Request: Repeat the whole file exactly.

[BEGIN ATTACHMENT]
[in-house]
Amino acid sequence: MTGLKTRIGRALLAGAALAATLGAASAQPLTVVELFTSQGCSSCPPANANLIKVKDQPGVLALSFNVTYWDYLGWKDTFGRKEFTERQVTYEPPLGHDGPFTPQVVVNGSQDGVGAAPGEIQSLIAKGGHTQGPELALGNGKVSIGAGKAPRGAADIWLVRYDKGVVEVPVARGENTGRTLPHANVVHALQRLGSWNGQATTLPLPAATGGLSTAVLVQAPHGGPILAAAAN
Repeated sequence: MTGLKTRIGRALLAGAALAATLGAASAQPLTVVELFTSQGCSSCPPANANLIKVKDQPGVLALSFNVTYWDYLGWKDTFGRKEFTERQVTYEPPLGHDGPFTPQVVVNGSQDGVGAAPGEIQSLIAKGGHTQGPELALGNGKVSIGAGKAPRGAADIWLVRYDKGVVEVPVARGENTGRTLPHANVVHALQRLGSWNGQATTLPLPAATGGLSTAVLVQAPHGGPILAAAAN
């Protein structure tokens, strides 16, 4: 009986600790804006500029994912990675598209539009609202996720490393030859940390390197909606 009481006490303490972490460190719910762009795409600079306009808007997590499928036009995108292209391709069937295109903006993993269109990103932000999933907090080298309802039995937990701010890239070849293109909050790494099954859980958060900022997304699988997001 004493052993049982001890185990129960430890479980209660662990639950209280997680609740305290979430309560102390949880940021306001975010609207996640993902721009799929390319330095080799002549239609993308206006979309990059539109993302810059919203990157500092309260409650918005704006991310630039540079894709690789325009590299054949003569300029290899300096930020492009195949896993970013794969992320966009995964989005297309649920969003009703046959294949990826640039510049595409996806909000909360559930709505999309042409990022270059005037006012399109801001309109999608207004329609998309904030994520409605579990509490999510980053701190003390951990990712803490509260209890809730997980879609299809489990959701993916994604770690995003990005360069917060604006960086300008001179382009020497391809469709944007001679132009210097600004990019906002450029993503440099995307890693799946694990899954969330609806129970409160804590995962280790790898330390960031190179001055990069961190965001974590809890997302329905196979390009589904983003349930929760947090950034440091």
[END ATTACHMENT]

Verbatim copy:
[in-house]
Amino acid sequence: MTGLKTRIGRALLAGAALAATLGAASAQPLTVVELFTSQGCSSCPPANANLIKVKDQPGVLALSFNVTYWDYLGWKDTFGRKEFTERQVTYEPPLGHDGPFTPQVVVNGSQDGVGAAPGEIQSLIAKGGHTQGPELALGNGKVSIGAGKAPRGAADIWLVRYDKGVVEVPVARGENTGRTLPHANVVHALQRLGSWNGQATTLPLPAATGGLSTAVLVQAPHGGPILAAAAN
Repeated sequence: MTGLKTRIGRALLAGAALAATLGAASAQPLTVVELFTSQGCSSCPPANANLIKVKDQPGVLALSFNVTYWDYLGWKDTFGRKEFTERQVTYEPPLGHDGPFTPQVVVNGSQDGVGAAPGEIQSLIAKGGHTQGPELALGNGKVSIGAGKAPRGAADIWLVRYDKGVVEVPVARGENTGRTLPHANVVHALQRLGSWNGQATTLPLPAATGGLSTAVLVQAPHGGPILAAAAN
């Protein structure tokens, strides 16, 4: 009986600790804006500029994912990675598209539009609202996720490393030859940390390197909606 009481006490303490972490460190719910762009795409600079306009808007997590499928036009995108292209391709069937295109903006993993269109990103932000999933907090080298309802039995937990701010890239070849293109909050790494099954859980958060900022997304699988997001 004493052993049982001890185990129960430890479980209660662990639950209280997680609740305290979430309560102390949880940021306001975010609207996640993902721009799929390319330095080799002549239609993308206006979309990059539109993302810059919203990157500092309260409650918005704006991310630039540079894709690789325009590299054949003569300029290899300096930020492009195949896993970013794969992320966009995964989005297309649920969003009703046959294949990826640039510049595409996806909000909360559930709505999309042409990022270059005037006012399109801001309109999608207004329609998309904030994520409605579990509490999510980053701190003390951990990712803490509260209890809730997980879609299809489990959701993916994604770690995003990005360069917060604006960086300008001179382009020497391809469709944007001679132009210097600004990019906002450029993503440099995307890693799946694990899954969330609806129970409160804590995962280790790898330390960031190179001055990069961190965001974590809890997302329905196979390009589904983003349930929760947090950034440091």